Department of Energy Argonne National Laboratory Office of Science NEWTON's Homepage NEWTON's Homepage
NEWTON, Ask A Scientist!
NEWTON Home Page NEWTON Teachers Visit Our Archives Ask A Question How To Ask A Question Question of the Week Our Expert Scientists Volunteer at NEWTON! Frequently Asked Questions Referencing NEWTON About NEWTON About Ask A Scientist Education At Argonne Light Interference
Name: N/A
Status: N/A
Age: N/A
Location: N/A
Country: N/A
Date: N/A


Question:
How is that given the myriad of electromagnetic waves generated by radio, TV, mobile phone, remote control devices, etc. etc. these wave forms appear to retain their integrity and do not interfere with one another ?



Replies:
Well, they DO interfere with each other, but that doesn't make them go away. You can think of it like waves in the ocean. Many waves with vary different periods and amplitudes combine, without any of them disappearing. The large swells roll onto the beach, and atop the swells are myriad smaller waves going every which direction. If you swim out beyond the breakers and throw a rock into the water, ripples will radiate away from the impact just as they would in a glassy pond. They do this on top of all the other waves, and their effect is added to the effects of all the other waves, but they still are there.

The circuitry that decodes the signals from radio waves is sensitive to only a small range of wavelengths, and anything outside that range isn't even detected. So, if your circuit is tuned to the "ripple" frequency, it won't even know that the "sea swells" are there. Of course, that's only part of the problem. If a hundred people are throwing pebbles into a glassy pond, it is very difficult to discern the ripples from any given rock. That's the challenge of maintaining a cellular phone network. I don't know exactly how that is done, though I know that it involves a number of clever tricks, such as assigning slightly different frequencies to different devices depending on what other frequencies are in use at the time and special identifier signals so that the network knows which signal comes from which phone.

Richard Barrans Jr., Ph.D.


Hello,

They actually do. That is why when you are on your cordless phone, you can may hear your neighbors! To avoid that, you sometimes can switch channels. Anyway, in the US, FCC, the Federal Communication Commission, regulates the frequencies and strengths of the broadcasting centers as well as other sources of electromagnetic emission form devices such as motors, microwave ovens, etc. (Look on the label on the back of these and you see FCC compliance).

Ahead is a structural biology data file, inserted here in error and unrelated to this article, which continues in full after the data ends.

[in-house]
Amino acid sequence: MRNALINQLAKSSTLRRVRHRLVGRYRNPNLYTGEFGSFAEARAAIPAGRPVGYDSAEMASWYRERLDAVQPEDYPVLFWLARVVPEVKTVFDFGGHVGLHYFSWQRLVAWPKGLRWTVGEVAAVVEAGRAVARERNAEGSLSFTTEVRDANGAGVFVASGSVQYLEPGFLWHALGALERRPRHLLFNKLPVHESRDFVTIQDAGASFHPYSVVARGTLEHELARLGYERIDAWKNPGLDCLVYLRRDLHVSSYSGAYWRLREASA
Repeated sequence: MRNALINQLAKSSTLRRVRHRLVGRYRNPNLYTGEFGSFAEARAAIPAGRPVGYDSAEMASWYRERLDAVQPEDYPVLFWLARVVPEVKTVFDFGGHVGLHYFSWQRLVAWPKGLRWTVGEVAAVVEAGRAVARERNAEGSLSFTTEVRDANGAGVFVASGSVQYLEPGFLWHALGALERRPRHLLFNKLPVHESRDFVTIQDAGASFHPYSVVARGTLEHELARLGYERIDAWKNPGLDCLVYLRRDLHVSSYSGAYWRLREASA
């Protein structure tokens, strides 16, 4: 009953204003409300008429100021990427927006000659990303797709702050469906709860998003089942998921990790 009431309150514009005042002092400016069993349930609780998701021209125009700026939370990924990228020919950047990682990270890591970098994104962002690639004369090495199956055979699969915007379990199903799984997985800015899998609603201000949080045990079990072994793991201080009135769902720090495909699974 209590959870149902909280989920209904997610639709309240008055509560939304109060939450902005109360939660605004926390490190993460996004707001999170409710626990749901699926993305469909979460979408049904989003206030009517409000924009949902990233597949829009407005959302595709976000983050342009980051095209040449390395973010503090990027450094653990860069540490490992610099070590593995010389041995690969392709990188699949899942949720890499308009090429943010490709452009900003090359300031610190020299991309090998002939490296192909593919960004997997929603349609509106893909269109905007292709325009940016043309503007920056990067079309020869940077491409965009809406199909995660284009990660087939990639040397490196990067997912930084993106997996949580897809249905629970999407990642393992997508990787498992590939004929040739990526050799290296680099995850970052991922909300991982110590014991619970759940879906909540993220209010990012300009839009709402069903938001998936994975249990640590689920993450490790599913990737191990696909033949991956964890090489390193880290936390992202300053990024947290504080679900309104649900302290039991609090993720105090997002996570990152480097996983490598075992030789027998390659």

If broadcasts are made at different frequencies (channels) OR are adequately distant from one another, then your receiver (radio or cordless phone) which is tuned to a particular frequency will pick only the one you are tuning to.

Do these waves collide in the air, sure they do. Do they get distorted a little, yes. Can we tell just by listening in? Not usually, and, in addition, all kinds of "filters" are used to take out these interferences. Interference effects also depend on the kind of broadcast, frequency modulated (FM) and amplitude modulated (AM). They are affected differently.

Finally, if the interfering source is both broad and strong enough, you can get the wave you are tuning to distorted enough to overcome your filtering.

This This is the limit of my knowledge. May I suggest that you look at FCC site (www.fcc.org) and links therein for more information.

Dr. Ali Khounsary


The quick answer is they actually due interfere with each other. A prime example is solar flares interacting with radio and satellite signals on the earth.

Dr. Myron


Gracious, of course they interfere with each other. Perhaps the conceptual block here is that you assume "interfere" means "destroy the information content of", that is, you are wondering why the presence of the local Top 40 FM radio station antenna in your neighborhood does not hopelessly muddle your reception of TV signals, or mobile phone signals, etc.

When two radio signals are in the same region of space, they "interfere" in the same way as two ocean waves that occupy the same area of ocean interfere: the net amplitude of the electric field (or ocean height) is the sum of the amplitudes of the two waves. Granted, this produces a much more complicated-looking electric field distribution (or sea surface distribution), but no information has been lost. You can readily disentangle one wave from the other with your receiver. The first thing your receiver does is represent the complicated looking electric field by the sum of a large number of pure AC sinusoids of various frequencies. Fourier's Theorem says this can always be done. It then throws away all of these sinusoids that are at uninteresting frequencies, for example those below 88 MHz and above 105 MHz if you are listening to FM radio. Actually, you select, by means of your tuning dial, an even sharper filter that throws away all waves at frequencies more than a Mhz or so away from a particular target frequency, KROQ 102.6 FM, or whatever. It is at this point, you see, that your receiver has thrown away all the "interference" form TV, mobile phone, etc. transmitters nearby.

Dr. C Grayce



Click here to return to the Physics Archives

NEWTON is an electronic community for Science, Math, and Computer Science K-12 Educators, sponsored and operated by Argonne National Laboratory's Educational Programs, Andrew Skipor, Ph.D., Head of Educational Programs.

For assistance with NEWTON contact a System Operator (help@newton.dep.anl.gov), or at Argonne's Educational Programs

NEWTON AND ASK A SCIENTIST
Educational Programs
Building 360
9700 S. Cass Ave.
Argonne, Illinois
60439-4845, USA
Update: June 2012
Weclome To Newton

Argonne National Laboratory